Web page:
Microsoft Flies Under the Big Tech Backlash Radar
“Find a bad guy you can beat up in the stairwell.” That’s the main takeaway from a LinkedIn post I read recently on marketing. The post explained how big brands engage in witty ads to poke fun at competitors and try and make memorable marketing campaigns for consumers. Think of the back and forth between McDonalds and Burger King, BMW and Mercedes, and Coke and Pepsi.
Burgers, cars, and soda aren’t the only ones using the “beat up the bully” marketing strategy on their competitors. Big technology giants are using it, too. Politico reported that Google and the Computer and Communications Industry Association released a new study last week pointing the monopolistic finger at Microsoft.
The study finds that Microsoft holds an 85 percent share of the office productivity software market within the federal government. The tediously named “Monoculture and Market Share: The State of Communications and Collaboration Software in the US Government” says that Microsoft’s dominant adoption by government agencies hurts innovation, competition, and national security. Google’s claims do have some truth.
Hackers hired by China had access to Microsoft Exchange, the popular email software program, before the company fixed the bugs and shared the information publicly earlier this year. NPR said hackers secretly monitored Exchange servers belonging to “small businesses, local and state governments, and some military contractors.”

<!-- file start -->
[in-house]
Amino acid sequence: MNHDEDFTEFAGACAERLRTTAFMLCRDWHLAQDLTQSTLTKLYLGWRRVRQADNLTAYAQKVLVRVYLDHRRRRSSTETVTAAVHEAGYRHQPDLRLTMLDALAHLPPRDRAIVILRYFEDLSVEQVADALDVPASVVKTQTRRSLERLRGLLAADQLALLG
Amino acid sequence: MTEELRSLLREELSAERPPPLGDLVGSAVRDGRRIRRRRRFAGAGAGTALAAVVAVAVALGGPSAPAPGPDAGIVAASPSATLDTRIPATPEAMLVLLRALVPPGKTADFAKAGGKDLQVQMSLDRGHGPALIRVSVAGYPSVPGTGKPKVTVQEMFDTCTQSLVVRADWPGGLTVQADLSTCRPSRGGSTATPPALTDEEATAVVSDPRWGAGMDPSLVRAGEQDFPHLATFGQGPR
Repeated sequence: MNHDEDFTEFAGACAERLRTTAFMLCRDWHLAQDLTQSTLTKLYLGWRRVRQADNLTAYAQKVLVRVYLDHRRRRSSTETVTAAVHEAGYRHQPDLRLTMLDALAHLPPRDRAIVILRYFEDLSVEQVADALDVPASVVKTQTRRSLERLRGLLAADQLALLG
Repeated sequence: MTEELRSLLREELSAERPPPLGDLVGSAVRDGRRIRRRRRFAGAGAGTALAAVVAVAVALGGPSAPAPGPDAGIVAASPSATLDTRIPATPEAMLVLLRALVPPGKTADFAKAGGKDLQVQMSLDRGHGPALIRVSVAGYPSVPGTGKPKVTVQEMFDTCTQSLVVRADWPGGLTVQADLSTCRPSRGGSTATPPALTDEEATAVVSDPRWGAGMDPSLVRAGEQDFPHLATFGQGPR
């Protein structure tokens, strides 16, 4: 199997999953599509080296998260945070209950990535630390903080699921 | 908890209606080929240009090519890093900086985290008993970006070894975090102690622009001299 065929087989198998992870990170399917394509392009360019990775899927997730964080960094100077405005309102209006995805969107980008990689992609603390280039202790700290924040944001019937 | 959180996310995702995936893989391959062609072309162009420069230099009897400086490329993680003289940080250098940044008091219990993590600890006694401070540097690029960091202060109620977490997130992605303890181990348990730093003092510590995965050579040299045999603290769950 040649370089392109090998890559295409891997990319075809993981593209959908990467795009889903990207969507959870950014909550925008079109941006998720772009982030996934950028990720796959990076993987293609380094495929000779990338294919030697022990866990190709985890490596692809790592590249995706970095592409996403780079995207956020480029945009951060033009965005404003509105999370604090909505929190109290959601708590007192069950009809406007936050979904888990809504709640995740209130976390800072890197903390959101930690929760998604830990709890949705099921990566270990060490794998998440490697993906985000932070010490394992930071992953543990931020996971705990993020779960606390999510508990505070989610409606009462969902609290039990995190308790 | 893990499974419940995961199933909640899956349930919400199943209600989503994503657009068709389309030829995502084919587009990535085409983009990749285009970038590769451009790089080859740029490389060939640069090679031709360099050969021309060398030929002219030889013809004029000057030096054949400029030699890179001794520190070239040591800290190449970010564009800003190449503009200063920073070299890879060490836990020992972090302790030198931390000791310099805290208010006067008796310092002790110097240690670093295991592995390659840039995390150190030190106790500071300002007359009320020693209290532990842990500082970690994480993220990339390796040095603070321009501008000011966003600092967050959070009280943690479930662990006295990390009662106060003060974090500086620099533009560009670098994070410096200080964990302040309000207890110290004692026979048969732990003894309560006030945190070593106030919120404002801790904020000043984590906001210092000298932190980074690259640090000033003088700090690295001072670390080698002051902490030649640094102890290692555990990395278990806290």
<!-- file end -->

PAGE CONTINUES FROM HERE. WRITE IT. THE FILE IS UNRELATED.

Google’s claims are their attempts at beating up a “bad” guy. Instead of launching a slick advertising campaign, Google is using public relations to try and deflect the pressure on them and drive “big tech” outrage among the public and Congress toward a competitor.
Google has been a regular “guest” at congressional antitrust hearings with Facebook, Apple, and Amazon. The Mountain View, California, based search engine giant is also the subject of multiple anti-trust investigation and lawsuits between the U.S. Department of Justice, individual states, the European Union, and India.
But Microsoft is dodging Big Tech scrutiny. They have been largely absent from most antitrust hearings. Their only federal controversary to date is the legal fight with Amazon over winning the “JEDI” (Joint Enterprise Defense Infrastructure) contract with the Department of Defense for cloud computing services at the Pentagon. The JEDI contract, worth $10 billion, was later canceled.
Facebook fared better than Google with two lawsuits recently thrown out, but the Federal Trade Commission filed another lawsuit last month over Facebook’s purchase of Instagram and WhatsApp. Amazon and Apple are in the crosshairs of regulators and federal lawmakers, too.
I have two theories about why Microsoft has so far been immune from Big Tech scrutiny.
One, there is no public outcry. Microsoft’s products and business model are focused on work productivity, business software, and cloud storage. Frankly, it’s not as flashy or eye-popping as other Big Tech companies. Microsoft’s more technical line of work shields them from the same scrutiny as Facebook, Google, Apple, and Amazon.
Second, despite Google’s attempt to, as the kids say, “throw shade” at Microsoft, the company may be too well ingrained with federal contracts and software to draw negative attention or scrutiny.
There is an old saying about the outdoors: “You don’t have to outrun the bear; you only have to be faster than the people around you.”
Big Tech is in a similar situation now: running from a bear, whether it be Congress, regulators, attorneys general, or the public. The way things are trending, it seems clear that one of the Big Tech companies will be broken up by the federal government under an antitrust investigation. But chances are that Microsoft, like in 1998, will emerge from the “post-Big Tech backlash” in one piece.
Evan Harris is the media relations and outreach manager for PRI.